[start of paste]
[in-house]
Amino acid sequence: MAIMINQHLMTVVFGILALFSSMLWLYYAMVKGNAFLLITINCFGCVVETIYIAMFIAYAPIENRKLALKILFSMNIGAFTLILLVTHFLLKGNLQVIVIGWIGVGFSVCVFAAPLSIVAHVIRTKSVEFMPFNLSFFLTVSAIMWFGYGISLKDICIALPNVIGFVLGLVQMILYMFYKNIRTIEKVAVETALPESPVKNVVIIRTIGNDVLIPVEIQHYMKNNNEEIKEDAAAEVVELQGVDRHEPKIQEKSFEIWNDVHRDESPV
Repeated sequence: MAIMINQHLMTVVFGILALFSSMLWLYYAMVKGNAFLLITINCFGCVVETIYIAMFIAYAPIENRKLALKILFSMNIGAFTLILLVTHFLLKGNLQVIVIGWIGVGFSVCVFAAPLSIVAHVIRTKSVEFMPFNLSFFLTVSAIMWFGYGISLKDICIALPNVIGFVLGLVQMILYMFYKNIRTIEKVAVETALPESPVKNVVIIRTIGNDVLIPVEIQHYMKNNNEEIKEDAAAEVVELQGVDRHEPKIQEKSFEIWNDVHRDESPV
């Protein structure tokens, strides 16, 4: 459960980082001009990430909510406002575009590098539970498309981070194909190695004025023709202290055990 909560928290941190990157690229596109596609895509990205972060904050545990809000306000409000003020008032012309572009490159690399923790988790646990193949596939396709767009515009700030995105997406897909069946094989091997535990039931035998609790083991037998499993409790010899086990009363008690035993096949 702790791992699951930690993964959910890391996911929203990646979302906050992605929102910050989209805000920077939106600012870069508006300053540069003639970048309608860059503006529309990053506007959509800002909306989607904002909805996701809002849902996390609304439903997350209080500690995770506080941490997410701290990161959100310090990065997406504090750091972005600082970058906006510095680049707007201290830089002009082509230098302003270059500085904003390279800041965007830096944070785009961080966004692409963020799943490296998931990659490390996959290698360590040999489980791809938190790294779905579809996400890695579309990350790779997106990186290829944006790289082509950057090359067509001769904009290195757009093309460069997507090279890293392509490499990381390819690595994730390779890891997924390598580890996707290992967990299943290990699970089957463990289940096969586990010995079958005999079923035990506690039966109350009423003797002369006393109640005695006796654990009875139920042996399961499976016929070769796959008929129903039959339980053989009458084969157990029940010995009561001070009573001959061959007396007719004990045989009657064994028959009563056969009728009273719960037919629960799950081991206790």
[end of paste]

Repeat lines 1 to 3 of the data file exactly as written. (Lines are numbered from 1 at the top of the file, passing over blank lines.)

[in-house]
Amino acid sequence: MAIMINQHLMTVVFGILALFSSMLWLYYAMVKGNAFLLITINCFGCVVETIYIAMFIAYAPIENRKLALKILFSMNIGAFTLILLVTHFLLKGNLQVIVIGWIGVGFSVCVFAAPLSIVAHVIRTKSVEFMPFNLSFFLTVSAIMWFGYGISLKDICIALPNVIGFVLGLVQMILYMFYKNIRTIEKVAVETALPESPVKNVVIIRTIGNDVLIPVEIQHYMKNNNEEIKEDAAAEVVELQGVDRHEPKIQEKSFEIWNDVHRDESPV
Repeated sequence: MAIMINQHLMTVVFGILALFSSMLWLYYAMVKGNAFLLITINCFGCVVETIYIAMFIAYAPIENRKLALKILFSMNIGAFTLILLVTHFLLKGNLQVIVIGWIGVGFSVCVFAAPLSIVAHVIRTKSVEFMPFNLSFFLTVSAIMWFGYGISLKDICIALPNVIGFVLGLVQMILYMFYKNIRTIEKVAVETALPESPVKNVVIIRTIGNDVLIPVEIQHYMKNNNEEIKEDAAAEVVELQGVDRHEPKIQEKSFEIWNDVHRDESPV